Stephen Adams, a former advisor to the European Commission’s trade division and a director at the consultancy Global Counsel, said the new rules “will place some serious demands [on importers]”.
There is a truce in the British-EU sausage war. The extension of the grace period for chilled meats going from Britain to Northern Ireland has bought time to find solutions. It is unlikely to be used successfully. And it concerns a part of the world which lacks the luxury of using war as a metaphor for trade disputes.
The Financial Conduct Authority’s chief executive officer has said the regulator is still learning about how to deal with digital entrants to financial services but its work would be made easier by tighter legislation.
Speaking at Global Counsel’s event yesterday (July 14), Nikhil Rathi was asked if the FCA had the framework and firepower to properly regulate digital entrants to the market.
Evaluating the costs associated with the UK’s goal of net-zero carbon emissions by 2050 deserves far greater attention. It suddenly entered the fray last week when Rishi Sunak, the chancellor, was asked who would be expected to pay the touted £1 trillion cost — including £10,000 per home to replace gas boilers — in an interview with Andrew Neil.
The speed with which the European Commission has had to frame its "Fit for 55" climate package will likely lead to lengthy, difficult negotiations with the European Parliament and EU Council, according to Brussels-based energy expert Giorgio Corbetta of strategic consultancy Global Counsel.
Central to Boris Johnson’s political sense of self is the notion that he is a “Brexity Hezza”: “Brexity” because he led the charge for the UK’s exit from the European Union; and “Hezza” because, like Michael Heseltine, his political passion is regenerating parts of the country that have suffered years of post-industrial decline — the policy known as “levelling-up”, even if precise definitions of it are hard to come by.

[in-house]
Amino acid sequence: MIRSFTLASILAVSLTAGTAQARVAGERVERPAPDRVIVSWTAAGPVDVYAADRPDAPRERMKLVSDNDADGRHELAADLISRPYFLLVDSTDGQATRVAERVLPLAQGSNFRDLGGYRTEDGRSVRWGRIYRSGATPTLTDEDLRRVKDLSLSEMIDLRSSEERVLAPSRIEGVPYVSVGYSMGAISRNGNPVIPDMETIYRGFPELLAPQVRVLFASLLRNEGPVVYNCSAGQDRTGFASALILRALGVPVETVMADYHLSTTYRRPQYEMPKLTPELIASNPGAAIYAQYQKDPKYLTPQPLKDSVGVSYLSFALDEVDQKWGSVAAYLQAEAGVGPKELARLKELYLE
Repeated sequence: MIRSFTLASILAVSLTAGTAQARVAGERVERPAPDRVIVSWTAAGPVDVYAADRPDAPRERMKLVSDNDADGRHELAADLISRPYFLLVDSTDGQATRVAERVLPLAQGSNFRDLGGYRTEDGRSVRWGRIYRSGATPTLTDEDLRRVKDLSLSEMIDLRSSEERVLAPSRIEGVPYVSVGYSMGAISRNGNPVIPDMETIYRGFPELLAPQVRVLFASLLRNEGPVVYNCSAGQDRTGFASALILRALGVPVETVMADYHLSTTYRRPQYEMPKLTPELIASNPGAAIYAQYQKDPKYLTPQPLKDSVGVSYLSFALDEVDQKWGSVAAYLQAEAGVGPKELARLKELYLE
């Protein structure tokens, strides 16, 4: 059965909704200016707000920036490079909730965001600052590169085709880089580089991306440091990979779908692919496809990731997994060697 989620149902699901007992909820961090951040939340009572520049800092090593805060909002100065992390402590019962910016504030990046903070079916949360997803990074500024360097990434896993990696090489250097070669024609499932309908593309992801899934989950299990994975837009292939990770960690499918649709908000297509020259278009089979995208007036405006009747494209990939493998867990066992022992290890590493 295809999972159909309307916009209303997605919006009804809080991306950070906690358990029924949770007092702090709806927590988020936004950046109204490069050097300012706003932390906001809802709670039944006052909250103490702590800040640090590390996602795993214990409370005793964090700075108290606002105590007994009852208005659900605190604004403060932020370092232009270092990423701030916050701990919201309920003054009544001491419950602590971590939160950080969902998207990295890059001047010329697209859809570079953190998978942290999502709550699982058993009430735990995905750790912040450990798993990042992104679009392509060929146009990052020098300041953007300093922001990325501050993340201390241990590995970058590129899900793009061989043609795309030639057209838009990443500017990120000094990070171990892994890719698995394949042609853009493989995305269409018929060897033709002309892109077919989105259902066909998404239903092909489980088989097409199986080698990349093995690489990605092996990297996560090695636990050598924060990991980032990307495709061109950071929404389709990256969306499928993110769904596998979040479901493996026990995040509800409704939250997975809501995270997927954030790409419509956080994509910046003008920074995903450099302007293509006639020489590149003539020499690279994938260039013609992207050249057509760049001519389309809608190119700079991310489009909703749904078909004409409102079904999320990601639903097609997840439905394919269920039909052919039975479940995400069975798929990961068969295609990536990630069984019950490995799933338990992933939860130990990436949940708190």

| Keir Starmer was right on one thing in his reshuffle - we need a Future of Work Secretary
After a poor set of local election results and a botched reshuffle, Labour hasn’t had the best of weeks. But one thing it may have gotten right is the appointment of Angela Rayner as “shadow secretary for the future of work”. While it is easy to mock the elaborate titles bestowed on the deputy leader after she was sacked from as party chair and national campaign coordinator, her brief is nothing to scoff at. The Conservative party would do well to appoint their own equivalent to sit on the front benches.
Until recently, concerns about the impact of technology on the workplace have largely focused on the so-called “gig economy”. This nebulous term refers to a whole range of jobs typically characterised by insecure and generally low-paid employment mediated by digital platforms – think ride-hailing, food delivery and courier services.
The Business Times
| New finance Minister Lawrence Wong not likely to rock fiscal-policy boat: observers
"Politically, the Finance Ministry is regarded as a heavyweight portfolio and there is some expectation that the appointment... primes (Mr Wong) as the leading candidate," remarked Andrew Yeo, head of strategic consultancy Global Counsel Singapore.
Mr Yeo, however, did not rule out both Mr Ong, the new Health Minister, and former army chief Chan Chun Sing, the new Education Minister, as contenders to be chosen as the new 4G leader.
| Cabinet reshuffle says little about who's in lead to be Singapore's next PM, analysts say
Giving their thoughts about each of the three potential candidates, the analysts said that the decision behind the new appointments are unconventional at this stage of their political careers.
Mr Andrew Yeo, senior associate at strategic advisory business firm Global Counsel, said that for Mr Wong, for instance, it may seem like his new role as finance minister may place him as the leading candidate.
After all, Mr Wong will be assuming the portfolio at an administratively complex phase, Mr Yeo noted, with the pandemic requiring adept management of competing priorities.
If politicians campaign in poetry and govern in prose, what are they doing when they don’t say anything? This is the central mystery behind one of the untold stories of the pandemic in the UK: the precipitous decline in migration since the lockdown began last year. What does it mean for the economy as it reopens this week and what does the government think about it?
For 20 years the Conservatives have campaigned for stricter controls on migration in order to reduce the total number of people coming to live in the UK, whether for work, study or family reasons. Even Boris Johnson, a supposed liberal on these matters, made it a manifesto promise that “overall numbers will come down”. This was much to the dismay of businesses which benefited from relatively cheap supplies of labour, and which thought ministers were bluffing about wanting to cut net migration even as they pursued ending free movement through Brexit.